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Tag: nutrition facts

Book: Joy Bauer’s Food Cures
Authors: Joy Bauer, MS, RD, CDN with Carol Svec
Price: $21.99
Type: Nutritional Reference Guide

 

Nutritionist Joy Bauer is well known as the nutrition expert for the Today Show. She recently came out with a reference guide, Joy Bauer’s Food Cures, a book devoted to “getting you healthier, look younger and add years to your life.” We were contacted by Bauer’s team to review the book and they generously sent us a second copy to give away to one of our readers (click here for details on the giveaway).

Overview:

The book is divided into six sections: (1) Introduction to Joy Bauer and her health practice, (2) Losing Weight, (3) Looking Great which includes chapters on skin, hair and teeth, (4) Living Long & Strong – cardiovascular disease, arthritis, type 2 diabetes, osteoporosis, vision, and memory, (5) Feeling Good – mood, migraine headaches, PMS, insomnia, irritable bowl syndrome, celiac disease, and cancer prevention, (6) Resources – reading labels, references. You can almost look at this guide as many little books in one, as each chapter stands on its own with basics, tips, food & shopping lists, FAQs, and recipes.
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We at Be Food Smart, are constantly telling and teaching people to read the nutrition facts and ingredient lists. It is, by all accounts, the only way to know what’s in packaged food.  Many argue, however, that the current labeling system is confusing and doesn’t allow Americans to quickly tell if the food they are about to buy or consume is good for them.  Ingredient lists are a pain too. Have you ever noticed the the smallest possible font size is used in combination with leaving Caps Locks on? This is not by accident. They’d rather you not read the 45 ingredients on that box of crackers. The good news is that the US Food & Drug Administration (FDA) is in the process of updating the required nutritional facts. It will be interesting to see how consumer friendly the new labels turns out. Yes, I am a bit cynical when it comes to the FDA siding with the consumer and not the food industry.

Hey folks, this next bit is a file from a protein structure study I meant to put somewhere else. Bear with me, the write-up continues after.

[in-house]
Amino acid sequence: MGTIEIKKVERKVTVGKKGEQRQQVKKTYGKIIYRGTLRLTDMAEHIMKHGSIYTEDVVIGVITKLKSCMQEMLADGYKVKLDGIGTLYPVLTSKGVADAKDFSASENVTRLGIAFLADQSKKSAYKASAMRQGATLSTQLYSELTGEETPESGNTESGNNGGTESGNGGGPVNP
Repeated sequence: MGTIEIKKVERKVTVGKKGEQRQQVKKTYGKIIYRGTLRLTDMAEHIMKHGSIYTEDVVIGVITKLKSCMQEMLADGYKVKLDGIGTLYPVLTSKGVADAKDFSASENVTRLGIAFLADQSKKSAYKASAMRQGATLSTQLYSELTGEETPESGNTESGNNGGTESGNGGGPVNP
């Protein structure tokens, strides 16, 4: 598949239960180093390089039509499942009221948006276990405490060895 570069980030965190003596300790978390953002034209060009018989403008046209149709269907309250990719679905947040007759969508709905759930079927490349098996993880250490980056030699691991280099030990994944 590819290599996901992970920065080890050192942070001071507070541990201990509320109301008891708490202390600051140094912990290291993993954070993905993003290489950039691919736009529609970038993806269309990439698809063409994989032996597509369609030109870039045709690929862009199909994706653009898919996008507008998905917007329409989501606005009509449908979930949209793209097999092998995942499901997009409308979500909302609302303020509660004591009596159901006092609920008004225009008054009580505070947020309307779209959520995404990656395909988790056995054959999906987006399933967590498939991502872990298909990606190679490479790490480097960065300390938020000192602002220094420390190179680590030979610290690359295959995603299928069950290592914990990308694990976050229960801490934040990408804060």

A few weeks ago I stumbled upon the Rethink the Food Label project which is put on by the UC Berkeley Graduate School of Journalism’s News21 program and Good Magazine. Here is how they describe the project:

We asked the public, food thinkers, nutritionists, and designers to redesign the Nutrition Facts Label to make it easier to read and more useful to people who want to consume healthier, more nutritious and wholesome food. Designs could incorporate the nutrition label’s existing break down of fats, sugars, vitamins, calorie counts and percent daily values. Or, they could re-imagine the label to include geography, food quality, food justice, carbon footprint, or lesser-known chemosensory characteristics. Above all, we asked for designs that were informative, instructive and memorable.
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